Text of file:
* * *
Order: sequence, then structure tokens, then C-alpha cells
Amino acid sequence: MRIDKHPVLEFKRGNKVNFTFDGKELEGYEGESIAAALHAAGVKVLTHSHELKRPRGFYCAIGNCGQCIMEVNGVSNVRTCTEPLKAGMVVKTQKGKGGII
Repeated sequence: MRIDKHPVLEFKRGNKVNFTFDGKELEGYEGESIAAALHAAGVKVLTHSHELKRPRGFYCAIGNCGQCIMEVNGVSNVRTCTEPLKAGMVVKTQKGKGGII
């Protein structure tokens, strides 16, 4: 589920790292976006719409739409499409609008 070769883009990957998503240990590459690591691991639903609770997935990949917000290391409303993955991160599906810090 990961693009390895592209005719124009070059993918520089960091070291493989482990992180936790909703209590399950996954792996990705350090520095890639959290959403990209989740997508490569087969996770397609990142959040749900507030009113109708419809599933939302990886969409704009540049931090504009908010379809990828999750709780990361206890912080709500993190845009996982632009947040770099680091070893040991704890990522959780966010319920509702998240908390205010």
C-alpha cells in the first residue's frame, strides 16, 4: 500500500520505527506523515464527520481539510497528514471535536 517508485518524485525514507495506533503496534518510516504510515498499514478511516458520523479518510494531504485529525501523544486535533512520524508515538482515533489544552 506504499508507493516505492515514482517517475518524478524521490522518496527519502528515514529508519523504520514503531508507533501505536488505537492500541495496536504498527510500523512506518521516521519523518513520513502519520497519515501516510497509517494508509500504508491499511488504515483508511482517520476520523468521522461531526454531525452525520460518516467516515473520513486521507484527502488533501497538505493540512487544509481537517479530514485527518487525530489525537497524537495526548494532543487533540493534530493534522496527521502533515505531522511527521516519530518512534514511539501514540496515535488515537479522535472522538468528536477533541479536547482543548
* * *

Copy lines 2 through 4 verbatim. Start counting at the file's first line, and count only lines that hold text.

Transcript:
Amino acid sequence: MRIDKHPVLEFKRGNKVNFTFDGKELEGYEGESIAAALHAAGVKVLTHSHELKRPRGFYCAIGNCGQCIMEVNGVSNVRTCTEPLKAGMVVKTQKGKGGII
Repeated sequence: MRIDKHPVLEFKRGNKVNFTFDGKELEGYEGESIAAALHAAGVKVLTHSHELKRPRGFYCAIGNCGQCIMEVNGVSNVRTCTEPLKAGMVVKTQKGKGGII
């Protein structure tokens, strides 16, 4: 589920790292976006719409739409499409609008 070769883009990957998503240990590459690591691991639903609770997935990949917000290391409303993955991160599906810090 990961693009390895592209005719124009070059993918520089960091070291493989482990992180936790909703209590399950996954792996990705350090520095890639959290959403990209989740997508490569087969996770397609990142959040749900507030009113109708419809599933939302990886969409704009540049931090504009908010379809990828999750709780990361206890912080709500993190845009996982632009947040770099680091070893040991704890990522959780966010319920509702998240908390205010």